I suspect part of the unobvious difficulty with die shrinks is that they need to be combined with architecture changes to derive the most benefit from them, and the architecture changes require new chipsets and so on. The free run that Intel has had, and currently continues to have with Sandy Bridge could have been a different matter had the errant Llano been in the shops last Autumn, but it wasn't and maybe won't be available to buy until September. It's given Intel more time I suspect to prep the next mid range die shrink, their 22nm Ivy Bridge technology, and has probably pushed back the Ivy Bridge release until the Spring of 2012. Given its market dominance, there is no doubt that Intel's step by step or Tick-Tock approach to CPU development has been a stunning success. For AMD, well to date less so.


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 Post subject: Re: Intel Haswell CPU - a Quantum Jump in CPU Performance?
PostPosted: Sun Jun 19, 2011 1:03 am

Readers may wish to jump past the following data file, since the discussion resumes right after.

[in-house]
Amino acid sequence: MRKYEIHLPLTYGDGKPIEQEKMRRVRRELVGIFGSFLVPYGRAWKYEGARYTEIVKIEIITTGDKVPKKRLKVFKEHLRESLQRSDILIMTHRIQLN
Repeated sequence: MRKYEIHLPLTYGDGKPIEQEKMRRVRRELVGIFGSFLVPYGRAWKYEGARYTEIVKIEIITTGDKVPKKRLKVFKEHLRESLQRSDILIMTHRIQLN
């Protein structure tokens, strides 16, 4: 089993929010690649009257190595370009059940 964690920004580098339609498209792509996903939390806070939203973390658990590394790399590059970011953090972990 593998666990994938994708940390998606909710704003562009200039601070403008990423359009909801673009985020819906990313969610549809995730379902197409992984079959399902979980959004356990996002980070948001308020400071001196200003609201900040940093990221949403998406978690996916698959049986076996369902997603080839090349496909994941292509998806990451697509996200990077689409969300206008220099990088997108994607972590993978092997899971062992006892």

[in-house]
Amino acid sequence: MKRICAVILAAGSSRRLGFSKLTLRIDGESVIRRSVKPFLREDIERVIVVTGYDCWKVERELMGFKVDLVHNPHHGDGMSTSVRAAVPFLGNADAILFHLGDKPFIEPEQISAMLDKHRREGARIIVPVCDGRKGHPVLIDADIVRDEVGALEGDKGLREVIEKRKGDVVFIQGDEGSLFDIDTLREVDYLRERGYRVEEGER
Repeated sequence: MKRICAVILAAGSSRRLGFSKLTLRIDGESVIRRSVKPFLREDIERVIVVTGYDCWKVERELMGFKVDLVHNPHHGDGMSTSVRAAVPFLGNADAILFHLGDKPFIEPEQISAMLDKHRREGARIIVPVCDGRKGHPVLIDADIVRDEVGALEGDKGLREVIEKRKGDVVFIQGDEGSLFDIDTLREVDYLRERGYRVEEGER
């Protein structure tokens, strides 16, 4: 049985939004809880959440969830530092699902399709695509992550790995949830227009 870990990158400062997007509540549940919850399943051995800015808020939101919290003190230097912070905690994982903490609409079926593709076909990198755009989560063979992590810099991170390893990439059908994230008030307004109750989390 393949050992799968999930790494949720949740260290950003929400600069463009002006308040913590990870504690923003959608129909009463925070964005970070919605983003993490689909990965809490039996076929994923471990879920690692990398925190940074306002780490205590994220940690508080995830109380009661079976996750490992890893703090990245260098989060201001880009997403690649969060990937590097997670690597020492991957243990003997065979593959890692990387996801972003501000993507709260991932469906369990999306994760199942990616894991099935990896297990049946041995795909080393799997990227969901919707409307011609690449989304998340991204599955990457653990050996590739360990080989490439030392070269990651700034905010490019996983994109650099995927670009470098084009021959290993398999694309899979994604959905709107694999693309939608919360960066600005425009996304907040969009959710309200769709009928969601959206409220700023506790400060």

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I know it sounds easy to shrink a process down, but it really isn't. When they shrink a process down, they are often using new equipment, new materials, new processes, and so on. The new steps get worked on in individual labs, but putting them together and putting them into production is a fairly long process. Deciding to put a new process into production is typically a business decision, but you also have to have the technology available to move to the next process. There are also dependencies on other businesses, notably equipment manufacturers. The equipment manufacturers have their own timelines for when they expect to release their technology, although they may give their bigger foundry customers some samples so they can work out some of the problems. The real driving force is just expectation, the whole industry does all it can to satisfy Moore's law. The foundries have a vague plan for what they want, but they need to line up the equipment, get the facility work done, get the R&D work done, and get it all put together to support the plan they have. I'm sure marketing and management would be pushing the process to skip nodes if they could, but the engineering work to bring up a new process is pretty substantial, and the technology has to catch up to plan.